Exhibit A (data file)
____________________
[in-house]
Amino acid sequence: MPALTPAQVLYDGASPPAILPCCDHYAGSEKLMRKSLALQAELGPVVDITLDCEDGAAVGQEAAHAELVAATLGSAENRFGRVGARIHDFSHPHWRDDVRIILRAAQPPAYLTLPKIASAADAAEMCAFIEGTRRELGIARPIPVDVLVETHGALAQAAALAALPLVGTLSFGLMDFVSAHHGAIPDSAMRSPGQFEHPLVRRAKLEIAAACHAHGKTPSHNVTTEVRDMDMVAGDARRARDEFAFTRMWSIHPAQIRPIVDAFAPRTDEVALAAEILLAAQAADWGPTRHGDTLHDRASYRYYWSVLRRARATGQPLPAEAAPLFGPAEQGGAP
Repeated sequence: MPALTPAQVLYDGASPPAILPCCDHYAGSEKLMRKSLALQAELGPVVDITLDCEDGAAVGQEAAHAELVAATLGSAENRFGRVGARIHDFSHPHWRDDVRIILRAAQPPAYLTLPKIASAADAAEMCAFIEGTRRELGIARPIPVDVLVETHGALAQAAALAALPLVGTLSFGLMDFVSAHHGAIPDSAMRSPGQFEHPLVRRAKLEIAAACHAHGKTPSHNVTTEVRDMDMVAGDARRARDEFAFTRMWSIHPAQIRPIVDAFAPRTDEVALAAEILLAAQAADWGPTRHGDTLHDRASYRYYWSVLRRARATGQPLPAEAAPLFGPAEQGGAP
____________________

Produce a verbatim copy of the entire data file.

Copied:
[in-house]
Amino acid sequence: MPALTPAQVLYDGASPPAILPCCDHYAGSEKLMRKSLALQAELGPVVDITLDCEDGAAVGQEAAHAELVAATLGSAENRFGRVGARIHDFSHPHWRDDVRIILRAAQPPAYLTLPKIASAADAAEMCAFIEGTRRELGIARPIPVDVLVETHGALAQAAALAALPLVGTLSFGLMDFVSAHHGAIPDSAMRSPGQFEHPLVRRAKLEIAAACHAHGKTPSHNVTTEVRDMDMVAGDARRARDEFAFTRMWSIHPAQIRPIVDAFAPRTDEVALAAEILLAAQAADWGPTRHGDTLHDRASYRYYWSVLRRARATGQPLPAEAAPLFGPAEQGGAP
Repeated sequence: MPALTPAQVLYDGASPPAILPCCDHYAGSEKLMRKSLALQAELGPVVDITLDCEDGAAVGQEAAHAELVAATLGSAENRFGRVGARIHDFSHPHWRDDVRIILRAAQPPAYLTLPKIASAADAAEMCAFIEGTRRELGIARPIPVDVLVETHGALAQAAALAALPLVGTLSFGLMDFVSAHHGAIPDSAMRSPGQFEHPLVRRAKLEIAAACHAHGKTPSHNVTTEVRDMDMVAGDARRARDEFAFTRMWSIHPAQIRPIVDAFAPRTDEVALAAEILLAAQAADWGPTRHGDTLHDRASYRYYWSVLRRARATGQPLPAEAAPLFGPAEQGGAP